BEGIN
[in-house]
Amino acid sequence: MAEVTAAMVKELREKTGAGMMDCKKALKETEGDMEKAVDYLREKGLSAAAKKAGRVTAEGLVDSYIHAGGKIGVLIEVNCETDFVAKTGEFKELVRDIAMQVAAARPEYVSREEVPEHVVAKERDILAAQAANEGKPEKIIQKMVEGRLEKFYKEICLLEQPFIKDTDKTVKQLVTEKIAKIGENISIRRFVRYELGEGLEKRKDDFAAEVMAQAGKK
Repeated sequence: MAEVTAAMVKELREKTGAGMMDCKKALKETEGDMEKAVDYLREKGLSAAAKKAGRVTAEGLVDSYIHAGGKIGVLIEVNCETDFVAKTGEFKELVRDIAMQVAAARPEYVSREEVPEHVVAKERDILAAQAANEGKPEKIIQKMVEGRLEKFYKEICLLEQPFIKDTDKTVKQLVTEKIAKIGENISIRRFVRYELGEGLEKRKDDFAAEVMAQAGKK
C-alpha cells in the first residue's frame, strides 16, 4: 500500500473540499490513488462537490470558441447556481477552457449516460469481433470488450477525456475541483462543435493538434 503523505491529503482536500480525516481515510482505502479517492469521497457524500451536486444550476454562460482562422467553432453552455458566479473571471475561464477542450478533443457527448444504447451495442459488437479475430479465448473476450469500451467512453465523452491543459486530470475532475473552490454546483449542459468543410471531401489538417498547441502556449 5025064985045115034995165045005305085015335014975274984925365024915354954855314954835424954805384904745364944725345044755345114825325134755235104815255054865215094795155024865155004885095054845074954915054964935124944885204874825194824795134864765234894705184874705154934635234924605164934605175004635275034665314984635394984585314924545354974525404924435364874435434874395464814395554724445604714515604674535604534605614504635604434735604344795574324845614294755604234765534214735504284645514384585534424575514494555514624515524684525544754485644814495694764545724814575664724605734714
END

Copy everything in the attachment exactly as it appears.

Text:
[in-house]
Amino acid sequence: MAEVTAAMVKELREKTGAGMMDCKKALKETEGDMEKAVDYLREKGLSAAAKKAGRVTAEGLVDSYIHAGGKIGVLIEVNCETDFVAKTGEFKELVRDIAMQVAAARPEYVSREEVPEHVVAKERDILAAQAANEGKPEKIIQKMVEGRLEKFYKEICLLEQPFIKDTDKTVKQLVTEKIAKIGENISIRRFVRYELGEGLEKRKDDFAAEVMAQAGKK
Repeated sequence: MAEVTAAMVKELREKTGAGMMDCKKALKETEGDMEKAVDYLREKGLSAAAKKAGRVTAEGLVDSYIHAGGKIGVLIEVNCETDFVAKTGEFKELVRDIAMQVAAARPEYVSREEVPEHVVAKERDILAAQAANEGKPEKIIQKMVEGRLEKFYKEICLLEQPFIKDTDKTVKQLVTEKIAKIGENISIRRFVRYELGEGLEKRKDDFAAEVMAQAGKK
C-alpha cells in the first residue's frame, strides 16, 4: 500500500473540499490513488462537490470558441447556481477552457449516460469481433470488450477525456475541483462543435493538434 503523505491529503482536500480525516481515510482505502479517492469521497457524500451536486444550476454562460482562422467553432453552455458566479473571471475561464477542450478533443457527448444504447451495442459488437479475430479465448473476450469500451467512453465523452491543459486530470475532475473552490454546483449542459468543410471531401489538417498547441502556449 5025064985045115034995165045005305085015335014975274984925365024915354954855314954835424954805384904745364944725345044755345114825325134755235104815255054865215094795155024865155004885095054845074954915054964935124944885204874825194824795134864765234894705184874705154934635234924605164934605175004635275034665314984635394984585314924545354974525404924435364874435434874395464814395554724445604714515604674535604534605614504635604434735604344795574324845614294755604234765534214735504284645514384585534424575514494555514624515524684525544754485644814495694764545724814575664724605734714